According to the Centers for Disease Control and Prevention (CDC), 47.2% of adults ages 30 years and older and 70.1% of adults 65 years and older have some form of periodontal (gum) disease. It’s also the leading cause of tooth loss in the United States. Gum disease is usually the result of poor oral hygiene, but certain bad habits, medications, and health issues can put you at a higher risk of developing it. Knowing about the dangers associated with this infection can go a long way in preventing it and keeping your smile healthy. Read on to learn about seven common gum disease risk factors.
#1: Weakened Immune System, Diabetes, & Stress
Your immune system is made up of organs, cells, and proteins that work together to protect your body from germs, bacteria, viruses, fungi, and toxins. It also helps protect you from infections. When someone has a weakened immune system due to stress, an autoimmune disorder, diabetes, or another health condition, your gums are at a higher risk of becoming infected.
#2: Certain Medications
Research shows that certain medications can increase one’s risk of gum disease. This includes anticonvulsants, oral contraceptives, calcium channel blockers, steroids, chemotherapy, and antihistamines. Many of these medications can also cause dry mouth, which allows harmful oral bacteria to flourish in your mouth and attack your gums. Drink plenty of water to keep dry mouth at bay.
#3: Crooked Teeth
Crooked or misaligned teeth make it more difficult to clean your teeth properly. They also increase your risk of oral health conditions like cavities and gum disease. Brush your teeth for two minutes every morning and every night with a soft-bristled toothbrush and fluoride toothpaste to combat this. You should also floss at least once per day, preferably before bed.
#4: Obesity & Poor Eating Habits
Obesity impairs the immune system, which puts you at a higher risk of developing gum disease. Additionally, eating and drinking things that are high in sugar, like candy, cookies, and soda, feeds the bacteria that cause cavities. If you’re obese, work with your doctor to come up with a plan to lose weight. Additionally, cut back on your sugar consumption and incorporate dentist-approved foods like fresh fruits and vegetables, lean meat, fish, and low-fat or fat-free dairy into your diet.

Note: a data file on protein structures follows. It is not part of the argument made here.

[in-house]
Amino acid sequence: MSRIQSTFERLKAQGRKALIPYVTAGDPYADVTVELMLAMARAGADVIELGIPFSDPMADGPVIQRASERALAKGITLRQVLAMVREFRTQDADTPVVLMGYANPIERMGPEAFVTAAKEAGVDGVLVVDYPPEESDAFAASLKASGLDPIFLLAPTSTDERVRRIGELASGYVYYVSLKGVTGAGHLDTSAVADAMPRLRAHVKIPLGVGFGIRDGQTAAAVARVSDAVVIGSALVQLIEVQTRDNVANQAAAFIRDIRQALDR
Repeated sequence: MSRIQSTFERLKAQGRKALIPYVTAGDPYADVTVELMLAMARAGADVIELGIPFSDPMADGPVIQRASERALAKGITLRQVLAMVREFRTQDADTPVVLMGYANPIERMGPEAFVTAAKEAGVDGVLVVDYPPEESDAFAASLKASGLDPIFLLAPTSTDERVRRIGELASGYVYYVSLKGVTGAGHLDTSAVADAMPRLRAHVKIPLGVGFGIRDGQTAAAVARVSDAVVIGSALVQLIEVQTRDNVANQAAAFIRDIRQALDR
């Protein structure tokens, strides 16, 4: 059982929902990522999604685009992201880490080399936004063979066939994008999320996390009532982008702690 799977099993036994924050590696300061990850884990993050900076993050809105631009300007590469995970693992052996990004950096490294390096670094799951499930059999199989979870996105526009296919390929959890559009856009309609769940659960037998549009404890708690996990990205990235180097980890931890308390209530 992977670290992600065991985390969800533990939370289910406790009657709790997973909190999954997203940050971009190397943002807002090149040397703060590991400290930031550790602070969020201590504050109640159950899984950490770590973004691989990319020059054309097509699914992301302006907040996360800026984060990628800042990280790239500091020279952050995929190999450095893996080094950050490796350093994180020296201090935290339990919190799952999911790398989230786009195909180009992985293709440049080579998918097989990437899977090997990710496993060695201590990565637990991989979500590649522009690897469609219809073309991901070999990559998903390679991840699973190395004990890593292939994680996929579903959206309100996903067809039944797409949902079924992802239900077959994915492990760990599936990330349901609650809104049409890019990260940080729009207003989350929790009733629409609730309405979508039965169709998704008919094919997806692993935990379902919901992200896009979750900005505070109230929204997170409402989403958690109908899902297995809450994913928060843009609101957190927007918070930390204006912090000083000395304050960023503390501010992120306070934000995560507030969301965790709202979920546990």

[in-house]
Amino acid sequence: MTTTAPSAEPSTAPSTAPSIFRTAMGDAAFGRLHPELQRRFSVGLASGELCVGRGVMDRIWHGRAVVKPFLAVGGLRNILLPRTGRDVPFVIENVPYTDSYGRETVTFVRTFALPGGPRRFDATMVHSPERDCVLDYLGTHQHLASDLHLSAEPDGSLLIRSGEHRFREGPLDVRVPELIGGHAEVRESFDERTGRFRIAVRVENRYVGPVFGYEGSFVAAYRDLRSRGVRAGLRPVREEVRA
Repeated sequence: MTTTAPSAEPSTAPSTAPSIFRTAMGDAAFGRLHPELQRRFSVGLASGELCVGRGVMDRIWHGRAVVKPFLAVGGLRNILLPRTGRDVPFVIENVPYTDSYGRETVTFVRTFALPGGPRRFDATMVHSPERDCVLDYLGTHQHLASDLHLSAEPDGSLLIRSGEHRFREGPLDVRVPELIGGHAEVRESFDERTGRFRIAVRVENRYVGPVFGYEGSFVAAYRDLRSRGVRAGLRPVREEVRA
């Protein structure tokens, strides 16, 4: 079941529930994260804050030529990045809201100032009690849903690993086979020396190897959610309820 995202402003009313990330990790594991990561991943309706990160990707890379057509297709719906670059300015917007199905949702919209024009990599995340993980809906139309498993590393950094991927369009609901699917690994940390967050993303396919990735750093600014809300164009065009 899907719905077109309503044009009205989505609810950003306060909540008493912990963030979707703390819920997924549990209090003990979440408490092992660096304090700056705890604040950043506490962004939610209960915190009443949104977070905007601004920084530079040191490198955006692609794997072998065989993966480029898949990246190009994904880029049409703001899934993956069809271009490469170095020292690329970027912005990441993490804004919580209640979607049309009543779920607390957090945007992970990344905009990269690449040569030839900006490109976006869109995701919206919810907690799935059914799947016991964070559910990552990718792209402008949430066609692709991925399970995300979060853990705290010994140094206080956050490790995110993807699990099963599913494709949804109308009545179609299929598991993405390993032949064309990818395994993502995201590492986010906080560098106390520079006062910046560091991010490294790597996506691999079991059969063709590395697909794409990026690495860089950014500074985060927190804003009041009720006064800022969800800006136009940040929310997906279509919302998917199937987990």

Bruxism, which is characterized jaw clenching and teeth grinding, puts extra pressure on your pearly whites and can damage your gum tissue. It can also accelerate the gum recession and deterioration caused by gum disease. If you struggle with bruxism, speak with your dentist about getting a dental guard.
#6: Hormone Changes in Women
When women undergo hormonal changes, especially during pregnancy, this can boost their inflammatory response to plaque and oral bacteria. This can lead to what is often called “pregnancy gingivitis.” If you’re expecting, maintain good oral hygiene to keep you and your baby safe.
#7: Smoking or Chewing Tobacco
Smoking or using other tobacco products significantly lowers your body’s ability to heal and can interfere with the effectiveness of gum disease treatment. If you need help cutting this bad habit out of your life, ask your dentist, doctor, or therapist for resources.
As you can see, there are many gum disease risk factors. By practicing good oral hygiene, eating well, and seeing your dentist every six months, you can prevent infection and keep your smile looking lovely!
About the Practice
If you’re struggling with gum disease, Drs. Carolyn and Walter McGinn and their talented Putnam team can help. They administer a range of exceptional oral health services from their comfortable, inviting office and can provide you with the gum disease treatment you need to get your smile back on track. To make set up an appointment or for more information on gum disease risk factors, call their office at (860) 928-3723 or visit their website.